Review by © Jane Freebury
One minute a seductive action hero, next minute a vulnerable woman coping with inexpressible loss, Angelina Jolie on screen has been a changeling herself lately. Few other female actors can do the avenging nemesis better, yet Jolie has also shone in quieter roles like the woman in Michael Winterbottom’s A Mighty Heart whose husband is kidnapped and murdered. In Clint Eastwood’s latest film, she’s a woman whose son has gone missing. And in both of these movies, a transformation into fierce avenger isn’t an option.
But the changeling here is not the protean Jolie as Mrs Christine Collins, single mother, switchboard supervisor and resident of LA. It is the young boy who pretends to be her missing son. It seems he was adrift in the Midwest – someone else’s missing boy – when police picked him up and determined that he was Collins’ child, despite her protestations. The boy was also prepared to maintain the lie.
At the mother-son reunion, a police PR exercise in front of a thicket of flashing cameras, it was hard to reject the substitute child, even though it turned out he was shorter, didn’t have a gap between his front teeth and there were other significant physical differences. Compelling enough, you would think, but not evidence enough for a police force barely interested in crime, unless it was the type that lined its pockets.
This sober tale – thoughtful, powerful and impeccably made, if a touch laboured – is based on true events that took place in California in 1928, on the brink of the Depression. Christine Collins was lucky enough to have a job and a house in a quiet neighbourhood, but she had to work one Saturday, leaving her 9-year-old at home alone. When she returns, he’s gone. Presumably abducted.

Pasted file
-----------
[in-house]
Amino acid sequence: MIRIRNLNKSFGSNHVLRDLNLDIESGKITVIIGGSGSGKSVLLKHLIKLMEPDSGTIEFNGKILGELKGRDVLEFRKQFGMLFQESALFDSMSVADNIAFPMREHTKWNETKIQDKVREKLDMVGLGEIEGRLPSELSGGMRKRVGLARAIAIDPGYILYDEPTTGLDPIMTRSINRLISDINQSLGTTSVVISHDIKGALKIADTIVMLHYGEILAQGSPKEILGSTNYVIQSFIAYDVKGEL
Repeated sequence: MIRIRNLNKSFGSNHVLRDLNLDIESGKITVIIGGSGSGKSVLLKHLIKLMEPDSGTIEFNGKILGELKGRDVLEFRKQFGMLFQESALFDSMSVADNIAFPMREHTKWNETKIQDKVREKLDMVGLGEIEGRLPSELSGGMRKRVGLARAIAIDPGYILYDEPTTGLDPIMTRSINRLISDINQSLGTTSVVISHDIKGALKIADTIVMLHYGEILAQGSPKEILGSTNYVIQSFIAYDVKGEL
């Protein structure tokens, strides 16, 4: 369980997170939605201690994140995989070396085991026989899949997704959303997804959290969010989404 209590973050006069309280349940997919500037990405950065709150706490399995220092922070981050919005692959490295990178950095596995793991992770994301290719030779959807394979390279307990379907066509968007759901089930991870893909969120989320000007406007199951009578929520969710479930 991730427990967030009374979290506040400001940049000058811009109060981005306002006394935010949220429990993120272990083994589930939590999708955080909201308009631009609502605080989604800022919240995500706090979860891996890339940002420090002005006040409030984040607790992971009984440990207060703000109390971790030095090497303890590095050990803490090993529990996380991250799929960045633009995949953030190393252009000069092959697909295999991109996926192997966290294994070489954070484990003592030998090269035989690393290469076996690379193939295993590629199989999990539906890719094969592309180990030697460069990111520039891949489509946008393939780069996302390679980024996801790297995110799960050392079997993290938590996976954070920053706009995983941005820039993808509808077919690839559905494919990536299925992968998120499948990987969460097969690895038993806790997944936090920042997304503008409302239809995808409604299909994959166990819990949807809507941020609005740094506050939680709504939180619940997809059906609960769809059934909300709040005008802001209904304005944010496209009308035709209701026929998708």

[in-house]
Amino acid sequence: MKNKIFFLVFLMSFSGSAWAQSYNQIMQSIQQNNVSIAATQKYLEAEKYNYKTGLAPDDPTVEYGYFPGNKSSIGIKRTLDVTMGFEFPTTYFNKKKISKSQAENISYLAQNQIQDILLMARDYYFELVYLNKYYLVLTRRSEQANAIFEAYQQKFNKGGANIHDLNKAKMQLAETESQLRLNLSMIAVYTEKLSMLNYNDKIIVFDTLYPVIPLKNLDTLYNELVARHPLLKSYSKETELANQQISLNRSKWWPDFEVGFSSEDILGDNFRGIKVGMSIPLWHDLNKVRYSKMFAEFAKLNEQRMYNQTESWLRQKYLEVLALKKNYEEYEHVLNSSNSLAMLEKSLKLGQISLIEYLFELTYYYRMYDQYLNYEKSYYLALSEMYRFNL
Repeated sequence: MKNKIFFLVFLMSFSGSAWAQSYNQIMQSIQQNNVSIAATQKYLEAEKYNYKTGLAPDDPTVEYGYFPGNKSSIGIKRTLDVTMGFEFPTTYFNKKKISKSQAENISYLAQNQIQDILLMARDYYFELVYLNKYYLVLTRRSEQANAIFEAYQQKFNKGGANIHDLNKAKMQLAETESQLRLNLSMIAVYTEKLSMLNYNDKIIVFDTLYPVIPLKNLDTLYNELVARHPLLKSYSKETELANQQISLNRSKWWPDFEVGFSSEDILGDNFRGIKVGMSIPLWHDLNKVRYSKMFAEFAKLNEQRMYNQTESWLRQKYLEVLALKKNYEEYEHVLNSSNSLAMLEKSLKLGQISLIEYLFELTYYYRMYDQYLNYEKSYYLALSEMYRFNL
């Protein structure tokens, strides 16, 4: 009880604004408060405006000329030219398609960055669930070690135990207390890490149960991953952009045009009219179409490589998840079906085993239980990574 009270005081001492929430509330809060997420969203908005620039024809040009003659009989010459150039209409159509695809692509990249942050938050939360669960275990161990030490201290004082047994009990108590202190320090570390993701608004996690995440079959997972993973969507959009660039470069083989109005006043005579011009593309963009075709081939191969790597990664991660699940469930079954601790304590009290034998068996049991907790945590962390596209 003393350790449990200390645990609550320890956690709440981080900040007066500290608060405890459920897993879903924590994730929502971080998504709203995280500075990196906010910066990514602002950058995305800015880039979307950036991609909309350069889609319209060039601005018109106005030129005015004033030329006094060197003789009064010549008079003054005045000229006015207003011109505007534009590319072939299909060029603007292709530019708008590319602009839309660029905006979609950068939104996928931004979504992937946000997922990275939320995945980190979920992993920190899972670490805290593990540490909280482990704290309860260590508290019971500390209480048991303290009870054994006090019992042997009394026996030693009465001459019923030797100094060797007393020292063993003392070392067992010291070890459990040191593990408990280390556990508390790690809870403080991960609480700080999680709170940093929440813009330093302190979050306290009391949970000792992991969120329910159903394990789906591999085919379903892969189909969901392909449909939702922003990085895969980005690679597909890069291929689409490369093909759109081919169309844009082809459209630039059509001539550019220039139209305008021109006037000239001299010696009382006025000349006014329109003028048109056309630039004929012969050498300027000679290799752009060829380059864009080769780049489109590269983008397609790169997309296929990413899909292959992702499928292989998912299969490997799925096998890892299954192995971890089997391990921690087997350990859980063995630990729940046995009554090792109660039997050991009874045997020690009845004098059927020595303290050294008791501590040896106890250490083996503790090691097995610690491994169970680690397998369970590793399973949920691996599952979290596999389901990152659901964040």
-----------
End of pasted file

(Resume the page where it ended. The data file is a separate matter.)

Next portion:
The LAPD weren’t particularly interested in this difficult case of a single mother whose child was missing, though presumably it wasn’t an isolated case while a serial killer (an eerie turn from Jason Butler Harner) was on the loose. She had to defend herself against criminal behaviour by police and psychiatrists, but luckily for her, a Presbyterian pastor (John Malkovich) took up her case, on his crusade against corruption.
After spending half his filmmaking career acting in shoot-‘em-ups, Clint Eastwood continues the roll he’s been on as director ever since he made Play Misty for Me. Now his new Changeling, where corrupt authority is more dangerous than an armed foe, is another wrenching intimate drama with the lean classic lines of his wonderful Mystic River and Million Dollar Baby. No frills, just powerful human drama to the core.
In a capsule: A single mother whose son is missing has to deal with the inaction of corrupt police, reject the boy they substitute for her missing child, and suffer brutal measures to keep her silent. Clint Eastwood directs this totally engrossing, if slightly laboured, human drama in his impeccable and majestic style.